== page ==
Below please find a roundup of business and technology news from the past week.
- CNBC reports that, after years of harsh criticism, Amazon has agreed to raise its minimum wage to $15 per hour. While this move has been praised as a positive step by workers’ rights advocates like Senator Bernie Sanders, as JBTL’s resident union expert Mike Shier pointed out last week, Amazon remains staunchly anti-union. For context, Amazon founder Jeff Bezos is the richest man in modern history.
- President Trump said this week that he has struck a deal with both Canada and Mexico on a trade agreement that would replace the North American Free Trade Agreement (NAFTA). This new trade agreement will be called the United States, Mexico, and Canada Agreement (USMCA). The Washington Post explores the potential “winners and losers” of the new agreement.
- ABC News reports that Elon Musk has reached a $40 million settlement agreement with the Securities and Exchange Commission (SEC), which also requires Musk to resign as chairman of the board at Tesla for at least three years. Musk will stay on as CEO of the company. The SEC filed suit against Musk late last week over what the agency described as misleading tweets about a proposed Tesla buyout.
- Gizmodo details Facebook’s latest data scandal: users provided Facebook with their phone numbers to enable two-factor authentication, and Facebook then provided those phone numbers to advertisers. This new scandal opens up a further conversation about the power and scope of hyper-targeted advertising.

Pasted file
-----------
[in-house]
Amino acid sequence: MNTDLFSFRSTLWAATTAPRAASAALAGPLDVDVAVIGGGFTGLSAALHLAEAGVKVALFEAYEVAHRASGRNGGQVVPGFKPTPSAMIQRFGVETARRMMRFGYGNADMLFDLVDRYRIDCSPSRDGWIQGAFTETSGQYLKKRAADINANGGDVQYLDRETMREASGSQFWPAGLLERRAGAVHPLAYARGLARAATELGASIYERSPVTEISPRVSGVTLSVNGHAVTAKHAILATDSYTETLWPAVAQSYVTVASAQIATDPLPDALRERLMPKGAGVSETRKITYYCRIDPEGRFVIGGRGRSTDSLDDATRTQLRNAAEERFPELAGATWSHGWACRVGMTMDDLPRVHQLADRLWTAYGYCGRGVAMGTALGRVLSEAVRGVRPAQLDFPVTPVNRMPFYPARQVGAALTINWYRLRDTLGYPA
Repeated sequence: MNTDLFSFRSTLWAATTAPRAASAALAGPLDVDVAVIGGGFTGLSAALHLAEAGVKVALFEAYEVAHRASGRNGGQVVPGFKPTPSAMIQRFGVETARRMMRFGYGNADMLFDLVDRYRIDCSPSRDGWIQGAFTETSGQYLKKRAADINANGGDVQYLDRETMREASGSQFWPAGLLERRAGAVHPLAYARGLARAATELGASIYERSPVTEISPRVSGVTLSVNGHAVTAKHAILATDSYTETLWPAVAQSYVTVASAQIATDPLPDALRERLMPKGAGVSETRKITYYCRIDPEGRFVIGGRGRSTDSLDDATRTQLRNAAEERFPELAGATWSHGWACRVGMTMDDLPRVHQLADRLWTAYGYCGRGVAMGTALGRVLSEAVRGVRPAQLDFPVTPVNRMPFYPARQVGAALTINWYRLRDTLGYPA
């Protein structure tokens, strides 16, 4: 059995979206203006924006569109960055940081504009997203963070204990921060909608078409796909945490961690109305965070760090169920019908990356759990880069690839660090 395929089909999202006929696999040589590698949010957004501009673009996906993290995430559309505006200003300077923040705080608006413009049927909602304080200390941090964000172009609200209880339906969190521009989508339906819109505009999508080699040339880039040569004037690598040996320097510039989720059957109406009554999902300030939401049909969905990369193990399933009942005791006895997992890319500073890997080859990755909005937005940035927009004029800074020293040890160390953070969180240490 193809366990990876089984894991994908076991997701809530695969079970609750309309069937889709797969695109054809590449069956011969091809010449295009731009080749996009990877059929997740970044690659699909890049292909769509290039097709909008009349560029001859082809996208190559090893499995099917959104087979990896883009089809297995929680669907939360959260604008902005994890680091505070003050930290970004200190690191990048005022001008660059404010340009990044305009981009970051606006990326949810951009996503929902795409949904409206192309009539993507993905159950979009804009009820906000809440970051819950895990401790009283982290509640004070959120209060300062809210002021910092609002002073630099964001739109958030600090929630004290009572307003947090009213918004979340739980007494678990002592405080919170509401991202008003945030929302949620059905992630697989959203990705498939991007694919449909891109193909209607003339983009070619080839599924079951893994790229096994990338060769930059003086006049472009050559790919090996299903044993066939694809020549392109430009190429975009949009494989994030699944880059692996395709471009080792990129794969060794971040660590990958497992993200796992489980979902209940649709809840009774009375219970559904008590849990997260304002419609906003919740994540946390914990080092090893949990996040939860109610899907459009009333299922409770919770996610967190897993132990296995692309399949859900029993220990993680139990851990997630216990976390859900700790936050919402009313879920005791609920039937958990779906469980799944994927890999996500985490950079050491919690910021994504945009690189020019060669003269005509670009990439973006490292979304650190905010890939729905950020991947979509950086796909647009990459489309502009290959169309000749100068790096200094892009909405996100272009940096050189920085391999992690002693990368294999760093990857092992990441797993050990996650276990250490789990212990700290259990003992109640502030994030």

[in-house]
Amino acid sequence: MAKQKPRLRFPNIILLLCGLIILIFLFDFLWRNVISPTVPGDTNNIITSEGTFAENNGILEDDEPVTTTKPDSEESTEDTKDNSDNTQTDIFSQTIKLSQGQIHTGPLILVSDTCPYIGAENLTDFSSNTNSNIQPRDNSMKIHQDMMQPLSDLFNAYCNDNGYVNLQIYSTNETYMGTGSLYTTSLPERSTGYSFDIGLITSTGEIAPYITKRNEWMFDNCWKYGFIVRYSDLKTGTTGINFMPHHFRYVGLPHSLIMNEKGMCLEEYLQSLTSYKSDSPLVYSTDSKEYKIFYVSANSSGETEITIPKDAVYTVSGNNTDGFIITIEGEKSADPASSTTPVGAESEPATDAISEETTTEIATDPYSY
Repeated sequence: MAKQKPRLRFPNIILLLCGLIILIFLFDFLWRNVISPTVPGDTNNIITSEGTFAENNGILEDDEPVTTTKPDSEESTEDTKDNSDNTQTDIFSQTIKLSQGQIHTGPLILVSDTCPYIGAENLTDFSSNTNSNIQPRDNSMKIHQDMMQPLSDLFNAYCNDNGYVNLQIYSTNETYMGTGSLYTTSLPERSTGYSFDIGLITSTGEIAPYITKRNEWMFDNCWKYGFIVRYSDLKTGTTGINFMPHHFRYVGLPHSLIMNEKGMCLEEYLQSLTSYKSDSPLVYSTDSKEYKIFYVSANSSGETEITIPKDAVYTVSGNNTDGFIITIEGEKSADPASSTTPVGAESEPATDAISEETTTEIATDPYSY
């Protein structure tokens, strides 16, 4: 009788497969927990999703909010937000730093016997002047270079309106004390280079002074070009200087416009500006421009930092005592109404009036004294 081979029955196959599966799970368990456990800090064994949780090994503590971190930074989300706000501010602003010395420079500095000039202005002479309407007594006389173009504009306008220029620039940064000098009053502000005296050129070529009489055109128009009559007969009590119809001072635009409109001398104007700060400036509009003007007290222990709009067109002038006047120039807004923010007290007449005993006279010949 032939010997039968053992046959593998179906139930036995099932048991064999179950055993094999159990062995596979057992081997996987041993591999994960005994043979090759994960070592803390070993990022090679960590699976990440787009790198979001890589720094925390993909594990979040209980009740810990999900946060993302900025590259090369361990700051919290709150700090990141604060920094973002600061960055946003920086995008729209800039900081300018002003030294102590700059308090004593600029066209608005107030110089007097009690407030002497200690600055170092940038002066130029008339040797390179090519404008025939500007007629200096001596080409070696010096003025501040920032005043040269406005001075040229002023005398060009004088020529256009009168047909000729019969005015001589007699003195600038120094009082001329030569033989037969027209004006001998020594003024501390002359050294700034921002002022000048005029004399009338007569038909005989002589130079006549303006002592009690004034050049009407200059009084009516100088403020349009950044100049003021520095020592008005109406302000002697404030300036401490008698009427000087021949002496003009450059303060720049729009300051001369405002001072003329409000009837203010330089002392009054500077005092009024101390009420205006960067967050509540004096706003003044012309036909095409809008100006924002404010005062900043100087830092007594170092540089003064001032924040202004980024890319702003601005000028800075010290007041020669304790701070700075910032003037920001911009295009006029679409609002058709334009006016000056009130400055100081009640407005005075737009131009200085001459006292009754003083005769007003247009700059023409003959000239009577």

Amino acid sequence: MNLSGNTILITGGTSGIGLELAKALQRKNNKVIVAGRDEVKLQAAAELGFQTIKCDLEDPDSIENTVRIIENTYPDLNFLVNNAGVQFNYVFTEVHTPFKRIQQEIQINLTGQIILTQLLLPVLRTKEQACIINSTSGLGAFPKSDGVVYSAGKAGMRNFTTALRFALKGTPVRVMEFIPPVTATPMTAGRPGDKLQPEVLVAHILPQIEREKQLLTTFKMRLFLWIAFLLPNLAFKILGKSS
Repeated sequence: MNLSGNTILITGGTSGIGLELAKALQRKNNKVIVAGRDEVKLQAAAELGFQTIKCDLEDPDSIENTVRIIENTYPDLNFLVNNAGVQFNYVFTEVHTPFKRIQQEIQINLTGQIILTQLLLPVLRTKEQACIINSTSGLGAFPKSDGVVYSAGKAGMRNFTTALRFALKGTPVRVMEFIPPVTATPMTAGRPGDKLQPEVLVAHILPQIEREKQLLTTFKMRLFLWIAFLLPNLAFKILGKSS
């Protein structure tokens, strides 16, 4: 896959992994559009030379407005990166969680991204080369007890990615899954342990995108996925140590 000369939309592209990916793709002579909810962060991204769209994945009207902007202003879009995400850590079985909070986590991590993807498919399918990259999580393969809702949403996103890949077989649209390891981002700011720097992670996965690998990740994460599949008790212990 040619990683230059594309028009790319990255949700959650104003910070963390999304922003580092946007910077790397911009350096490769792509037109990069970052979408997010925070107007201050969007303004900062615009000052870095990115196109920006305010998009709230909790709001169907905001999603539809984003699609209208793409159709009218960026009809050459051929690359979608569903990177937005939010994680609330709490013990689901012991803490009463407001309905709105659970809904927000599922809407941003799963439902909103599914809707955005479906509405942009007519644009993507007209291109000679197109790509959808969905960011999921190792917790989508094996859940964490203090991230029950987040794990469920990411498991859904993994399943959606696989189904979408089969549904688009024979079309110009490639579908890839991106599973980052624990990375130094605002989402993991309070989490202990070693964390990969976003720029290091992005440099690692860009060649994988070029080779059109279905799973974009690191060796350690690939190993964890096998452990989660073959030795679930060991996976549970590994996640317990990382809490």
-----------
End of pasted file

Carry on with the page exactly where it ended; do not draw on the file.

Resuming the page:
- Finally, NPR reports that a federal judge in D.C. has ruled that Democratic members of Congress do have standing to sue President Trump over what they argue are violations of the emoluments clause of the Constitution. The plaintiffs contend that the President’s continued profits (often from visiting foreign governments) from his hotels and properties around the world, paired with his decision to not divest his interest in those properties, constitute unlawful gifts or payments from foreign governments. The Justice Department’s argument, by which the federal judge was not persuaded, was that only the body of Congress as a whole, and not its individual members, have standing to sue over the emoluments clause.
- Gizmodo reports that Amazon’s anti-union training video for their managers has been leaked. The video gives a glimpse at how aggressive Amazon has been at attempting to keep unions from organizing their employees.
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